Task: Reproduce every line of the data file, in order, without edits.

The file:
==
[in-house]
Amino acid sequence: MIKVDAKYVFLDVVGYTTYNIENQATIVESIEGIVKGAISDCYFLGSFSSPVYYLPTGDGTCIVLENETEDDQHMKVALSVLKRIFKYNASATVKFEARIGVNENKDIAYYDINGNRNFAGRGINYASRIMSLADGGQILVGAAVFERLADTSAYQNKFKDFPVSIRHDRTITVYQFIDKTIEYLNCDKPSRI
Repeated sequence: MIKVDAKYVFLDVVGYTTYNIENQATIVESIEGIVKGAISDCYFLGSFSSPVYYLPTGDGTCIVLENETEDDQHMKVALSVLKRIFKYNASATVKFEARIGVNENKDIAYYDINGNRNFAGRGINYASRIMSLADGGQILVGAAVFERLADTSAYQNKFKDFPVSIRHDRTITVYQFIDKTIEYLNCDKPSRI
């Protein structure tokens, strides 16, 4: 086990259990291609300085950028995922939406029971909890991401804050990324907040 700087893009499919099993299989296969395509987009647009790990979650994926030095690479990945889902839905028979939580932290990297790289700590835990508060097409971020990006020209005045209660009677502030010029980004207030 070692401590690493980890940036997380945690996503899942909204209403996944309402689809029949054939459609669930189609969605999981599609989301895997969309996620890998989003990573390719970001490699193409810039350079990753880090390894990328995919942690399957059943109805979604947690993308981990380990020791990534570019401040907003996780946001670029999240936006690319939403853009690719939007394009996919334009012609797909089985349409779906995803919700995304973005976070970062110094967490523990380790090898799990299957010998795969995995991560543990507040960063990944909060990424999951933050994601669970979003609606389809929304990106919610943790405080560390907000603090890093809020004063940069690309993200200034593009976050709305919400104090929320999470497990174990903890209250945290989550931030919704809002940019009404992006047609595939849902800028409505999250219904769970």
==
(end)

[in-house]
Amino acid sequence: MIKVDAKYVFLDVVGYTTYNIENQATIVESIEGIVKGAISDCYFLGSFSSPVYYLPTGDGTCIVLENETEDDQHMKVALSVLKRIFKYNASATVKFEARIGVNENKDIAYYDINGNRNFAGRGINYASRIMSLADGGQILVGAAVFERLADTSAYQNKFKDFPVSIRHDRTITVYQFIDKTIEYLNCDKPSRI
Repeated sequence: MIKVDAKYVFLDVVGYTTYNIENQATIVESIEGIVKGAISDCYFLGSFSSPVYYLPTGDGTCIVLENETEDDQHMKVALSVLKRIFKYNASATVKFEARIGVNENKDIAYYDINGNRNFAGRGINYASRIMSLADGGQILVGAAVFERLADTSAYQNKFKDFPVSIRHDRTITVYQFIDKTIEYLNCDKPSRI
């Protein structure tokens, strides 16, 4: 086990259990291609300085950028995922939406029971909890991401804050990324907040 700087893009499919099993299989296969395509987009647009790990979650994926030095690479990945889902839905028979939580932290990297790289700590835990508060097409971020990006020209005045209660009677502030010029980004207030 070692401590690493980890940036997380945690996503899942909204209403996944309402689809029949054939459609669930189609969605999981599609989301895997969309996620890998989003990573390719970001490699193409810039350079990753880090390894990328995919942690399957059943109805979604947690993308981990380990020791990534570019401040907003996780946001670029999240936006690319939403853009690719939007394009996919334009012609797909089985349409779906995803919700995304973005976070970062110094967490523990380790090898799990299957010998795969995995991560543990507040960063990944909060990424999951933050994601669970979003609606389809929304990106919610943790405080560390907000603090890093809020004063940069690309993200200034593009976050709305919400104090929320999470497990174990903890209250945290989550931030919704809002940019009404992006047609595939849902800028409505999250219904769970």